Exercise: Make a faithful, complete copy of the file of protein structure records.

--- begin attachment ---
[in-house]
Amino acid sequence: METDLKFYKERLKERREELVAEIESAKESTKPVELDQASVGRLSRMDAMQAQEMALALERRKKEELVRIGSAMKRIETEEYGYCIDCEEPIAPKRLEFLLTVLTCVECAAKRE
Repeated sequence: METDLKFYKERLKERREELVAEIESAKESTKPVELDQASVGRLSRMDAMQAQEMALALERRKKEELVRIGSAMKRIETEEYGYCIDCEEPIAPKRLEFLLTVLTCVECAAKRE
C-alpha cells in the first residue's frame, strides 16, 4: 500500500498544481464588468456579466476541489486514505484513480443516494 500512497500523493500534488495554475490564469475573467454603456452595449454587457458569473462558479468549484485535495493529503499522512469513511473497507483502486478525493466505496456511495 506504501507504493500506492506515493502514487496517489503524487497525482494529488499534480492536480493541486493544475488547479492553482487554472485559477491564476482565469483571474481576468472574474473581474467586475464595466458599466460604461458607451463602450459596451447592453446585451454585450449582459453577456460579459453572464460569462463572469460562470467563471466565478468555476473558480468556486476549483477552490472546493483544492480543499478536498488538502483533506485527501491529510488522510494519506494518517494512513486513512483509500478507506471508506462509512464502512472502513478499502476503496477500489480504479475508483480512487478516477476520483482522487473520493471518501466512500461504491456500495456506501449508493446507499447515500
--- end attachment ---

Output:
[in-house]
Amino acid sequence: METDLKFYKERLKERREELVAEIESAKESTKPVELDQASVGRLSRMDAMQAQEMALALERRKKEELVRIGSAMKRIETEEYGYCIDCEEPIAPKRLEFLLTVLTCVECAAKRE
Repeated sequence: METDLKFYKERLKERREELVAEIESAKESTKPVELDQASVGRLSRMDAMQAQEMALALERRKKEELVRIGSAMKRIETEEYGYCIDCEEPIAPKRLEFLLTVLTCVECAAKRE
C-alpha cells in the first residue's frame, strides 16, 4: 500500500498544481464588468456579466476541489486514505484513480443516494 500512497500523493500534488495554475490564469475573467454603456452595449454587457458569473462558479468549484485535495493529503499522512469513511473497507483502486478525493466505496456511495 506504501507504493500506492506515493502514487496517489503524487497525482494529488499534480492536480493541486493544475488547479492553482487554472485559477491564476482565469483571474481576468472574474473581474467586475464595466458599466460604461458607451463602450459596451447592453446585451454585450449582459453577456460579459453572464460569462463572469460562470467563471466565478468555476473558480468556486476549483477552490472546493483544492480543499478536498488538502483533506485527501491529510488522510494519506494518517494512513486513512483509500478507506471508506462509512464502512472502513478499502476503496477500489480504479475508483480512487478516477476520483482522487473520493471518501466512500461504491456500495456506501449508493446507499447515500